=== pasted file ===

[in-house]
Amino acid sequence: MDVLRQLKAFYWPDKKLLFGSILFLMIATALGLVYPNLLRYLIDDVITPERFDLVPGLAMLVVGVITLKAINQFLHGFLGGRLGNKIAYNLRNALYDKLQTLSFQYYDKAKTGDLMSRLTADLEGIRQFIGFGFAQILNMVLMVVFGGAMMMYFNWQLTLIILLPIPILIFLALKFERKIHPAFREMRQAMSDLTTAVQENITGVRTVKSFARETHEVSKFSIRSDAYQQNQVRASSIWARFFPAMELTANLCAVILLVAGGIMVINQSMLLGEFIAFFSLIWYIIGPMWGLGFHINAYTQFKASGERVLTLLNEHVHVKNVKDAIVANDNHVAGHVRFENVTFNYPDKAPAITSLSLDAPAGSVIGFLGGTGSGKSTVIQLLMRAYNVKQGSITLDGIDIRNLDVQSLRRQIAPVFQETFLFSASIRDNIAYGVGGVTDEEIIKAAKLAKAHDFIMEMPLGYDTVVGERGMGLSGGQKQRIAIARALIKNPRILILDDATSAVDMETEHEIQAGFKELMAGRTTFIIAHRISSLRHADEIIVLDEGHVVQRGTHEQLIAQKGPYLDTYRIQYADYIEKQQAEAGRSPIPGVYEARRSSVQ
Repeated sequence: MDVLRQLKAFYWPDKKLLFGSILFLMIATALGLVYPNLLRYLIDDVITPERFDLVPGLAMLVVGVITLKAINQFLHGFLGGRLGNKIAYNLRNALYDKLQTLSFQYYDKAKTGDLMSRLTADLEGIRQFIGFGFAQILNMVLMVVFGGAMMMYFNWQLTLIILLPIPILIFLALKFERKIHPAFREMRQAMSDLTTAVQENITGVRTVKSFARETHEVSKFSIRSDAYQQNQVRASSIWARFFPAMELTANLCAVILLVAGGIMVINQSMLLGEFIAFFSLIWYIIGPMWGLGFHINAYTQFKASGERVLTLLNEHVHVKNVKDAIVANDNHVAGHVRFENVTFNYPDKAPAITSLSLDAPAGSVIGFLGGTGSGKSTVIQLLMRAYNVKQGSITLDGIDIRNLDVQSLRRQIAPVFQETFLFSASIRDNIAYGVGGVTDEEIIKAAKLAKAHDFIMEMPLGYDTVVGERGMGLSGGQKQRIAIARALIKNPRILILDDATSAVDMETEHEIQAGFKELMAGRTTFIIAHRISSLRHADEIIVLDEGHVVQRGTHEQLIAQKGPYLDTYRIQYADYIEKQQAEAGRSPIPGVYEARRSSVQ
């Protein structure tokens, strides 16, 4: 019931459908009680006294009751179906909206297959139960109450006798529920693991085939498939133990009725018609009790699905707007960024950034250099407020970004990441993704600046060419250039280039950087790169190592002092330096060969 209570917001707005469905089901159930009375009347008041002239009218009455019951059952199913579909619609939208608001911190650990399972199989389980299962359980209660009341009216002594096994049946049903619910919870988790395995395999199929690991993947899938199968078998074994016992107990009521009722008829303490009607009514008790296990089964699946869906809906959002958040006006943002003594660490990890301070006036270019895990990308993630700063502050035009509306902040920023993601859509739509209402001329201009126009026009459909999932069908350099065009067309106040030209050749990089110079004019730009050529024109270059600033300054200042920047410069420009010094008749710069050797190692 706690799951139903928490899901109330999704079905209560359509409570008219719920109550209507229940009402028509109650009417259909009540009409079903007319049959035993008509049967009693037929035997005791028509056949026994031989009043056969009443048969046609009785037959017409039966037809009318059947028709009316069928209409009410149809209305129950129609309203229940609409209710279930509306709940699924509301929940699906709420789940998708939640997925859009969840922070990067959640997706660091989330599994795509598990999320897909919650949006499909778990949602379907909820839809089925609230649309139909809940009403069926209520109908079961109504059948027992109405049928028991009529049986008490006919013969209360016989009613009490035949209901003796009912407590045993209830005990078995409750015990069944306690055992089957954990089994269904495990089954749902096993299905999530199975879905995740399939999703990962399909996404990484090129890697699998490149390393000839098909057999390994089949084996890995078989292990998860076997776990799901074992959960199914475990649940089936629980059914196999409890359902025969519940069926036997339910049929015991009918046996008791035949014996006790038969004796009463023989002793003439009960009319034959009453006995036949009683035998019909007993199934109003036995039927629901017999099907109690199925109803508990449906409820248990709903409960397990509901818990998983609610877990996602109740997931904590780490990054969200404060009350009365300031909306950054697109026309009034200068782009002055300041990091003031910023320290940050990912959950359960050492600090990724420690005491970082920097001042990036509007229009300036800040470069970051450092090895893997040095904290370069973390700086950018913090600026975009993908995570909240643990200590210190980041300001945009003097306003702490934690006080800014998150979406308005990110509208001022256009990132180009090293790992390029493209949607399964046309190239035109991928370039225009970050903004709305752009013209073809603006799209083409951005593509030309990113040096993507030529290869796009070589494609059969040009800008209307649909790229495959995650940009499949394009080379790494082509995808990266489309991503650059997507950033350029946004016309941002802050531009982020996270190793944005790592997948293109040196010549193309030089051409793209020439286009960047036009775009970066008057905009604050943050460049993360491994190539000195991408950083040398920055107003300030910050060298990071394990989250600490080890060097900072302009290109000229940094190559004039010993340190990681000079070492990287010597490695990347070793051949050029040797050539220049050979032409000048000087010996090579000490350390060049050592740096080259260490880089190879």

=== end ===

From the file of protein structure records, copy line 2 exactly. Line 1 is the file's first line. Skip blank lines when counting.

Amino acid sequence: MDVLRQLKAFYWPDKKLLFGSILFLMIATALGLVYPNLLRYLIDDVITPERFDLVPGLAMLVVGVITLKAINQFLHGFLGGRLGNKIAYNLRNALYDKLQTLSFQYYDKAKTGDLMSRLTADLEGIRQFIGFGFAQILNMVLMVVFGGAMMMYFNWQLTLIILLPIPILIFLALKFERKIHPAFREMRQAMSDLTTAVQENITGVRTVKSFARETHEVSKFSIRSDAYQQNQVRASSIWARFFPAMELTANLCAVILLVAGGIMVINQSMLLGEFIAFFSLIWYIIGPMWGLGFHINAYTQFKASGERVLTLLNEHVHVKNVKDAIVANDNHVAGHVRFENVTFNYPDKAPAITSLSLDAPAGSVIGFLGGTGSGKSTVIQLLMRAYNVKQGSITLDGIDIRNLDVQSLRRQIAPVFQETFLFSASIRDNIAYGVGGVTDEEIIKAAKLAKAHDFIMEMPLGYDTVVGERGMGLSGGQKQRIAIARALIKNPRILILDDATSAVDMETEHEIQAGFKELMAGRTTFIIAHRISSLRHADEIIVLDEGHVVQRGTHEQLIAQKGPYLDTYRIQYADYIEKQQAEAGRSPIPGVYEARRSSVQ